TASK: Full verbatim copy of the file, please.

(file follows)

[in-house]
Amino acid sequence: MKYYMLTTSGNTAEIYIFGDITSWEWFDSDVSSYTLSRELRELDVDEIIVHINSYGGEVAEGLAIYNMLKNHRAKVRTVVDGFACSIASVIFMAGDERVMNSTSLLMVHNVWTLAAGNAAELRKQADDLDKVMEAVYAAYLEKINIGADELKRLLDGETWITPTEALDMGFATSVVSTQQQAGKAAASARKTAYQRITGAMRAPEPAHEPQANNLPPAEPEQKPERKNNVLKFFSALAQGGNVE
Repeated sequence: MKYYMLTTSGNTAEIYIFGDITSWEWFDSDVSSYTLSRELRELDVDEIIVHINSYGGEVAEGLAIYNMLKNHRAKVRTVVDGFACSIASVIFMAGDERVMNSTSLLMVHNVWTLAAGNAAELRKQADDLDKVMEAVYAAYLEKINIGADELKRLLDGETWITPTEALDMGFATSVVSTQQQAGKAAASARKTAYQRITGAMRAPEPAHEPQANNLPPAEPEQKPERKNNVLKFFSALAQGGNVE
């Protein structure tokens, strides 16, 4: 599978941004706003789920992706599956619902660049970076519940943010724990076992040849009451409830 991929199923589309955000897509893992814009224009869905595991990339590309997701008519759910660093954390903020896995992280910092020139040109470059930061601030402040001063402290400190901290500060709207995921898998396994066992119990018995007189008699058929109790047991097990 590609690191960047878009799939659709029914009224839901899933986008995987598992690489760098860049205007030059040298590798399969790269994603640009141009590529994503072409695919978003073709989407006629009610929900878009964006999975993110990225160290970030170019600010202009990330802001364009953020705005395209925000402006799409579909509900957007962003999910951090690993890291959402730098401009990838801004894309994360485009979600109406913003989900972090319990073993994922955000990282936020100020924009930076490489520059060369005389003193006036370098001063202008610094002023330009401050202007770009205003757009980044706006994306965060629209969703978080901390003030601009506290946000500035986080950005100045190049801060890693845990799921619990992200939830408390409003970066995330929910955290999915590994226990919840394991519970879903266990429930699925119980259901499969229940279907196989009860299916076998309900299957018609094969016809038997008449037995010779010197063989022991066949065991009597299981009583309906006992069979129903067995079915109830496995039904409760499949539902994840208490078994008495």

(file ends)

[in-house]
Amino acid sequence: MKYYMLTTSGNTAEIYIFGDITSWEWFDSDVSSYTLSRELRELDVDEIIVHINSYGGEVAEGLAIYNMLKNHRAKVRTVVDGFACSIASVIFMAGDERVMNSTSLLMVHNVWTLAAGNAAELRKQADDLDKVMEAVYAAYLEKINIGADELKRLLDGETWITPTEALDMGFATSVVSTQQQAGKAAASARKTAYQRITGAMRAPEPAHEPQANNLPPAEPEQKPERKNNVLKFFSALAQGGNVE
Repeated sequence: MKYYMLTTSGNTAEIYIFGDITSWEWFDSDVSSYTLSRELRELDVDEIIVHINSYGGEVAEGLAIYNMLKNHRAKVRTVVDGFACSIASVIFMAGDERVMNSTSLLMVHNVWTLAAGNAAELRKQADDLDKVMEAVYAAYLEKINIGADELKRLLDGETWITPTEALDMGFATSVVSTQQQAGKAAASARKTAYQRITGAMRAPEPAHEPQANNLPPAEPEQKPERKNNVLKFFSALAQGGNVE
């Protein structure tokens, strides 16, 4: 599978941004706003789920992706599956619902660049970076519940943010724990076992040849009451409830 991929199923589309955000897509893992814009224009869905595991990339590309997701008519759910660093954390903020896995992280910092020139040109470059930061601030402040001063402290400190901290500060709207995921898998396994066992119990018995007189008699058929109790047991097990 590609690191960047878009799939659709029914009224839901899933986008995987598992690489760098860049205007030059040298590798399969790269994603640009141009590529994503072409695919978003073709989407006629009610929900878009964006999975993110990225160290970030170019600010202009990330802001364009953020705005395209925000402006799409579909509900957007962003999910951090690993890291959402730098401009990838801004894309994360485009979600109406913003989900972090319990073993994922955000990282936020100020924009930076490489520059060369005389003193006036370098001063202008610094002023330009401050202007770009205003757009980044706006994306965060629209969703978080901390003030601009506290946000500035986080950005100045190049801060890693845990799921619990992200939830408390409003970066995330929910955290999915590994226990919840394991519970879903266990429930699925119980259901499969229940279907196989009860299916076998309900299957018609094969016809038997008449037995010779010197063989022991066949065991009597299981009583309906006992069979129903067995079915109830496995039904409760499949539902994840208490078994008495």